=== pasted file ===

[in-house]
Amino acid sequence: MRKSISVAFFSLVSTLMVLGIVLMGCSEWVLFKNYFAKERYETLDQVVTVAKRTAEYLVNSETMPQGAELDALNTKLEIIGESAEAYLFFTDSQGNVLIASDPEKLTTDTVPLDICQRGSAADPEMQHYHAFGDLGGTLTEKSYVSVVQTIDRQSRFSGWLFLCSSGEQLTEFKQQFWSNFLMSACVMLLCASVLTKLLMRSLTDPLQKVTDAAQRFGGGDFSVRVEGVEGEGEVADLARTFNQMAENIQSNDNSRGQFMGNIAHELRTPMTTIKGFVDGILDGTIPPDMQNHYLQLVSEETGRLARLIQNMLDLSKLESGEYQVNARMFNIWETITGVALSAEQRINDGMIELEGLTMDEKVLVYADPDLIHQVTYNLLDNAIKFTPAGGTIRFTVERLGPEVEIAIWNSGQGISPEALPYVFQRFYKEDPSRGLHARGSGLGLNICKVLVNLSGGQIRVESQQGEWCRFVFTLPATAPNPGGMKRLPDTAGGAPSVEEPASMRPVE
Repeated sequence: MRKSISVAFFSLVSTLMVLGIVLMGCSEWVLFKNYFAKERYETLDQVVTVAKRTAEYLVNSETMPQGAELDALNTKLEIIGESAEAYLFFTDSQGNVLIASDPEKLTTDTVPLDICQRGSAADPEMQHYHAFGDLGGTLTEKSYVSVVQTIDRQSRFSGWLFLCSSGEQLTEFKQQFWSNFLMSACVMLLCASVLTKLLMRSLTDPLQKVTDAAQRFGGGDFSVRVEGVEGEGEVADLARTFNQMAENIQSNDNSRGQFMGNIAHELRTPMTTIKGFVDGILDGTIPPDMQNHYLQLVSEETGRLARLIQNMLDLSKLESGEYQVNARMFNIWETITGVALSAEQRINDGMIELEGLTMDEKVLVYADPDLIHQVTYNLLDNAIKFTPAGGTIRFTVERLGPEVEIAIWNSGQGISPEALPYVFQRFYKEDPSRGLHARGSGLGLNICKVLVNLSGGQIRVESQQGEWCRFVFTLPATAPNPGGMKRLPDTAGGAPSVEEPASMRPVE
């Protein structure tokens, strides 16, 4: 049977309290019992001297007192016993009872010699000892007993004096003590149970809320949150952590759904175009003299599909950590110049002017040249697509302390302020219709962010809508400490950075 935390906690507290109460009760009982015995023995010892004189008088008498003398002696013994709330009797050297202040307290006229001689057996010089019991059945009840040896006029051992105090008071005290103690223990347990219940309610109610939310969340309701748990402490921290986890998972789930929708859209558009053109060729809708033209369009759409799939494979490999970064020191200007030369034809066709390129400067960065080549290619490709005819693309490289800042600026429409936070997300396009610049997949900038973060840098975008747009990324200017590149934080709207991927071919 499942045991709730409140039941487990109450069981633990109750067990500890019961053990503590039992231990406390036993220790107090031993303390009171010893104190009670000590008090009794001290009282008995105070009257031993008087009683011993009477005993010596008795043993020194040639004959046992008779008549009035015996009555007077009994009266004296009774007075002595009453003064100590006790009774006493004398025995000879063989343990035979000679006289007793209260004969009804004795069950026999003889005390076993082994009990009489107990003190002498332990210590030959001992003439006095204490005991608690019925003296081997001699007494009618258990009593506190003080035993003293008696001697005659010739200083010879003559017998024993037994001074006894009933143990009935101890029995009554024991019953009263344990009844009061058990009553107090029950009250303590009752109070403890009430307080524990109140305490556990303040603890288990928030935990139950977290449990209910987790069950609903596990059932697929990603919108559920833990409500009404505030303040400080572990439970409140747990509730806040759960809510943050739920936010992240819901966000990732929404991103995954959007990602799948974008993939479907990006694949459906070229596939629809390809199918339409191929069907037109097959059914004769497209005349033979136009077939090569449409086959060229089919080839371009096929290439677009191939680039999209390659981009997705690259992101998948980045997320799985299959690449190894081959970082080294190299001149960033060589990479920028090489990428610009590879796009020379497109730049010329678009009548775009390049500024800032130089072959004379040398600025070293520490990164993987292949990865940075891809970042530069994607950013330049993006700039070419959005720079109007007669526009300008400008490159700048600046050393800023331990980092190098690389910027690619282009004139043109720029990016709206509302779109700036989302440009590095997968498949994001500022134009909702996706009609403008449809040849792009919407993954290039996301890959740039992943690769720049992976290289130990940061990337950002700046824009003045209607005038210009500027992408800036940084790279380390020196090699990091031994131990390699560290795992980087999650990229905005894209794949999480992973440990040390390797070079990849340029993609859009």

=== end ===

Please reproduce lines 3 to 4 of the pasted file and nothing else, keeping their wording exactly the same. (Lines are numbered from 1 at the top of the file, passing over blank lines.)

Repeated sequence: MRKSISVAFFSLVSTLMVLGIVLMGCSEWVLFKNYFAKERYETLDQVVTVAKRTAEYLVNSETMPQGAELDALNTKLEIIGESAEAYLFFTDSQGNVLIASDPEKLTTDTVPLDICQRGSAADPEMQHYHAFGDLGGTLTEKSYVSVVQTIDRQSRFSGWLFLCSSGEQLTEFKQQFWSNFLMSACVMLLCASVLTKLLMRSLTDPLQKVTDAAQRFGGGDFSVRVEGVEGEGEVADLARTFNQMAENIQSNDNSRGQFMGNIAHELRTPMTTIKGFVDGILDGTIPPDMQNHYLQLVSEETGRLARLIQNMLDLSKLESGEYQVNARMFNIWETITGVALSAEQRINDGMIELEGLTMDEKVLVYADPDLIHQVTYNLLDNAIKFTPAGGTIRFTVERLGPEVEIAIWNSGQGISPEALPYVFQRFYKEDPSRGLHARGSGLGLNICKVLVNLSGGQIRVESQQGEWCRFVFTLPATAPNPGGMKRLPDTAGGAPSVEEPASMRPVE
């Protein structure tokens, strides 16, 4: 049977309290019992001297007192016993009872010699000892007993004096003590149970809320949150952590759904175009003299599909950590110049002017040249697509302390302020219709962010809508400490950075 935390906690507290109460009760009982015995023995010892004189008088008498003398002696013994709330009797050297202040307290006229001689057996010089019991059945009840040896006029051992105090008071005290103690223990347990219940309610109610939310969340309701748990402490921290986890998972789930929708859209558009053109060729809708033209369009759409799939494979490999970064020191200007030369034809066709390129400067960065080549290619490709005819693309490289800042600026429409936070997300396009610049997949900038973060840098975008747009990324200017590149934080709207991927071919 499942045991709730409140039941487990109450069981633990109750067990500890019961053990503590039992231990406390036993220790107090031993303390009171010893104190009670000590008090009794001290009282008995105070009257031993008087009683011993009477005993010596008795043993020194040639004959046992008779008549009035015996009555007077009994009266004296009774007075002595009453003064100590006790009774006493004398025995000879063989343990035979000679006289007793209260004969009804004795069950026999003889005390076993082994009990009489107990003190002498332990210590030959001992003439006095204490005991608690019925003296081997001699007494009618258990009593506190003080035993003293008696001697005659010739200083010879003559017998024993037994001074006894009933143990009935101890029995009554024991019953009263344990009844009061058990009553107090029950009250303590009752109070403890009430307080524990109140305490556990303040603890288990928030935990139950977290449990209910987790069950609903596990059932697929990603919108559920833990409500009404505030303040400080572990439970409140747990509730806040759960809510943050739920936010992240819901966000990732929404991103995954959007990602799948974008993939479907990006694949459906070229596939629809390809199918339409191929069907037109097959059914004769497209005349033979136009077939090569449409086959060229089919080839371009096929290439677009191939680039999209390659981009997705690259992101998948980045997320799985299959690449190894081959970082080294190299001149960033060589990479920028090489990428610009590879796009020379497109730049010329678009009548775009390049500024800032130089072959004379040398600025070293520490990164993987292949990865940075891809970042530069994607950013330049993006700039070419959005720079109007007669526009300008400008490159700048600046050393800023331990980092190098690389910027690619282009004139043109720029990016709206509302779109700036989302440009590095997968498949994001500022134009909702996706009609403008449809040849792009919407993954290039996301890959740039992943690769720049992976290289130990940061990337950002700046824009003045209607005038210009500027992408800036940084790279380390020196090699990091031994131990390699560290795992980087999650990229905005894209794949999480992973440990040390390797070079990849340029993609859009």